A major Australian motoring body is calling for a ban on the sale of new petrol and diesel cars as early as 2025.
- The motoring body says Australia is lagging behind the rest of the world in adopting low-emissions vehicles
- There are only 7,300 electric cars on Australian roads
- The UK and France have already announced plans to phase out the sale of new petrol and diesel cars by 2040
The NRMA says Australia is lagging so far behind the rest of the world in adopting low-emissions vehicles that a ban on the sale of new internal combustion engines should happen within the next decade.
The UK and France have already announced plans to phase out the sale of new petrol and diesel cars by 2040, and other countries including Germany and China have indicate they intend to follow a similar path.
NRMA CEO Rohan Lund told Four Corners Australia has a lot of catching up to do.
“So if anything, our targets here need to be a bit more aggressive than what we’re seeing in other markets,” he said.
“I would expect to start seeing targets that are between 2025, 2030 for banning [the sale of new] petrol-driven cars in this country.
“We don’t manufacture cars here — we’re recipients of the cars coming from Europe and from Asia.
“I think in many ways we won’t have a choice in this country.”
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Car manufacturer Volvo said it will stop designing all combustion engine-only cars from this year. Volkswagen said it plans to build electric versions of its 300 models by 2030.
There are only 7,300 electric cars on Australian roads and according to the industry, they make up about 0.2 per cent of annual new car sales.
Reducing transport emissions
Transport contributes to about 19 per cent of Australia’s total greenhouse gas emissions and those emissions have been rising for decades. About half of these emissions come from cars.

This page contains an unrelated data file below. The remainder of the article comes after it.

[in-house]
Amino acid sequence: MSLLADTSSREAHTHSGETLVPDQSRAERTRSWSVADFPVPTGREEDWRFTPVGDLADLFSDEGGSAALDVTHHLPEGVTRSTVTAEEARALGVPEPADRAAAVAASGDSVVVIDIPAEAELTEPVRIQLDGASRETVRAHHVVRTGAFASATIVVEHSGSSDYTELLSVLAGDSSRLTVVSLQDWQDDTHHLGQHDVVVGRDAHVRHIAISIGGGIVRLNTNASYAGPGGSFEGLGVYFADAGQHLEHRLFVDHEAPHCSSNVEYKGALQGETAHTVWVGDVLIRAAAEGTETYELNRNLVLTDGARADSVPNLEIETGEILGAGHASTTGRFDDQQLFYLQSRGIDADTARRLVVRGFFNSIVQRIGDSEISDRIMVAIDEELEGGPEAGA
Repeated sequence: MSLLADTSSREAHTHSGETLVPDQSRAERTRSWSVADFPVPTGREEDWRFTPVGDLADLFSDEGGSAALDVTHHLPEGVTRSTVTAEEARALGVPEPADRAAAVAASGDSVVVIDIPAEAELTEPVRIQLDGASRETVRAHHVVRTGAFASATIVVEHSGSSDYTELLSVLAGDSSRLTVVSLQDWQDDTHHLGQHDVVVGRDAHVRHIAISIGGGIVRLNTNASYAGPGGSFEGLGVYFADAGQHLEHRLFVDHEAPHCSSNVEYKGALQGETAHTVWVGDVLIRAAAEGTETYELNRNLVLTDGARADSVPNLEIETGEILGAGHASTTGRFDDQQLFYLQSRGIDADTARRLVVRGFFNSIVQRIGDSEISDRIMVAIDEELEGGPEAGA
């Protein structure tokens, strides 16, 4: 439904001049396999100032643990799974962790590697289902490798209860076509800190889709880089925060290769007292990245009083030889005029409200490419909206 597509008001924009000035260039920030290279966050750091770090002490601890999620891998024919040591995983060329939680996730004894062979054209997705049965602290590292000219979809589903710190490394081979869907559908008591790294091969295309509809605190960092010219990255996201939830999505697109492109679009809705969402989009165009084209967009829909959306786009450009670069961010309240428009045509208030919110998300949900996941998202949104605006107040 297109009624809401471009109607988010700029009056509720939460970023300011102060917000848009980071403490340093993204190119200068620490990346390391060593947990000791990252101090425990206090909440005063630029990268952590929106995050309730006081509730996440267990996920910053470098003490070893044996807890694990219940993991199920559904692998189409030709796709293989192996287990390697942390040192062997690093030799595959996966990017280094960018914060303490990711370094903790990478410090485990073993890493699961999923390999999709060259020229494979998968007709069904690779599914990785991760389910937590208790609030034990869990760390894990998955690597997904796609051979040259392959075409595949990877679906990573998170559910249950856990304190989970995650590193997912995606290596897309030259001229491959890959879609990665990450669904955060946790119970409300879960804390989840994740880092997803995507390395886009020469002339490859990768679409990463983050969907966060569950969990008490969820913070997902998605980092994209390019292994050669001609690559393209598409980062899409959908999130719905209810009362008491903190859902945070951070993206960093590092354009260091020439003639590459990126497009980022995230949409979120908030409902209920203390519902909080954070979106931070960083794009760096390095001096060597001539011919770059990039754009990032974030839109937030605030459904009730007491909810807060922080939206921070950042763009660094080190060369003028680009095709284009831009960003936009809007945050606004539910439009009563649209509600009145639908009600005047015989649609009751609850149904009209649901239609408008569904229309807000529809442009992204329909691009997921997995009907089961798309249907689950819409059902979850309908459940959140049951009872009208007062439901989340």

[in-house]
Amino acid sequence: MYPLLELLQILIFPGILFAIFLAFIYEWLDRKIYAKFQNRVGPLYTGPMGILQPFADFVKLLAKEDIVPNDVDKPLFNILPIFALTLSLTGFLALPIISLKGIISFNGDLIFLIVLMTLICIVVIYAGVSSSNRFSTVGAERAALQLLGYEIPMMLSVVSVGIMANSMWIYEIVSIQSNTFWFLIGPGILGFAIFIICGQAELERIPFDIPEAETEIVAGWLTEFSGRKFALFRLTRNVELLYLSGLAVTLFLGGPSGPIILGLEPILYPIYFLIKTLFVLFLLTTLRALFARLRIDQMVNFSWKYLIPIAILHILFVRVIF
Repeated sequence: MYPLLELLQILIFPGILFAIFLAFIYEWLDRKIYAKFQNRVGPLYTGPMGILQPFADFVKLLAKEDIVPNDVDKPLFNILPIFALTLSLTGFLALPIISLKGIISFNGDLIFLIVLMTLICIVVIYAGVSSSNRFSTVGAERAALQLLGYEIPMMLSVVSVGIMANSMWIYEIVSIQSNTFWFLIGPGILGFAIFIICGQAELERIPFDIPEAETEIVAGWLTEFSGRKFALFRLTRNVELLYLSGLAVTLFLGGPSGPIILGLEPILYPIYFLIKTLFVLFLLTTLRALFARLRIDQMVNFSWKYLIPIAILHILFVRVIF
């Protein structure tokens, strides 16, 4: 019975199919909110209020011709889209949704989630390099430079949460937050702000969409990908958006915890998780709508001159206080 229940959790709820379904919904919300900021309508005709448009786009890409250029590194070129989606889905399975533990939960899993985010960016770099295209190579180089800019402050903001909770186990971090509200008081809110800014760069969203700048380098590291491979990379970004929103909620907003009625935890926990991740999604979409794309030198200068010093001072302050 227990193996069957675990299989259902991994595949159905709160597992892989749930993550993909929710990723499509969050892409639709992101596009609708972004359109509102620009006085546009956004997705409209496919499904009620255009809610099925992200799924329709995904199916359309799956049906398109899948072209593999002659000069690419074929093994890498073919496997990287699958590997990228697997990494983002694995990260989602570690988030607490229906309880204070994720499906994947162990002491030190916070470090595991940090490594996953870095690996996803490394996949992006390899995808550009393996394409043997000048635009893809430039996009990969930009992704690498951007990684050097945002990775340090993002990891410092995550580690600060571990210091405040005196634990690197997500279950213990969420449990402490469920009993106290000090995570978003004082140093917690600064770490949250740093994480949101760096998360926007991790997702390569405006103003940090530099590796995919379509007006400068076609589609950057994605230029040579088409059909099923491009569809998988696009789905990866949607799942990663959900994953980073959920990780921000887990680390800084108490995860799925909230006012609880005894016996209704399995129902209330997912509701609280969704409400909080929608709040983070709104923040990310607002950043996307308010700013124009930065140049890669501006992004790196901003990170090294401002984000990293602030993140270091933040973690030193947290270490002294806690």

Australia has committed to reducing its overall greenhouse gas emissions by 26 per cent of 2005 levels by 2030 under the Paris Agreement.
Dr Rebecca Michael, head of public policy for Queensland motoring body RACQ, said the transport sector needed to play a role in meeting the Paris Agreement goals but clear government policy was needed to drive that effort.
“When we look at Paris, the Government hasn’t set what emissions reductions are for transport,” she said.
“There is an unspoken imperative that we need to do more, but what does that look like?
“The Government needs to put certainty on those [Paris] targets — we’ve signed up to an agreement and we’ve gone silent.
“Doing nothing is not an option, we are not going to get there by accident.”
Calls for emissions standards
Apart from the NRMA, other Australian motoring bodies have said that much more needs to be done to transition to zero-emissions cars, but they have stopped short of calling for a ban on petrol and diesel engines.
The RACQ said discussion about the long-term future of internal combustion engines in Australia was premature.
Dr Michael said Government should first tackle more immediate measures, including introducing a fuel efficiency standard to get more lower-emissions cars onto Australian roads.
A fuel efficiency standard essentially forces manufacturers to sell a larger number of fuel-efficient cars.
These standards are in place in parts of Europe, the US and a number of Asian countries. As a result, cars in these countries are more fuel efficient than cars in Australia.
Dr Michael also said the Government needed to work out how road user charging — the various taxes that motorists pay — would apply to zero-emissions cars. These taxes currently raise billions of dollars in revenue for the Federal Government.
“Government has to show some leadership on how low-emission cars are integrated into road-user charging and at the moment there is an abject lack of that,” she said.
RAC Western Australia executive general manager Patrick Walker agreed, saying the Government should take more immediate steps, like introducing a fuel efficiency standard, before setting a ban date.
“We are not against a long-term target but the risk in our democratic process is that long-term targets don’t get the attention,” he said.
“Even the longest journey beings with a single step — you have to change something today if you want change in five or 10 years’ time.”
Extracted from ABC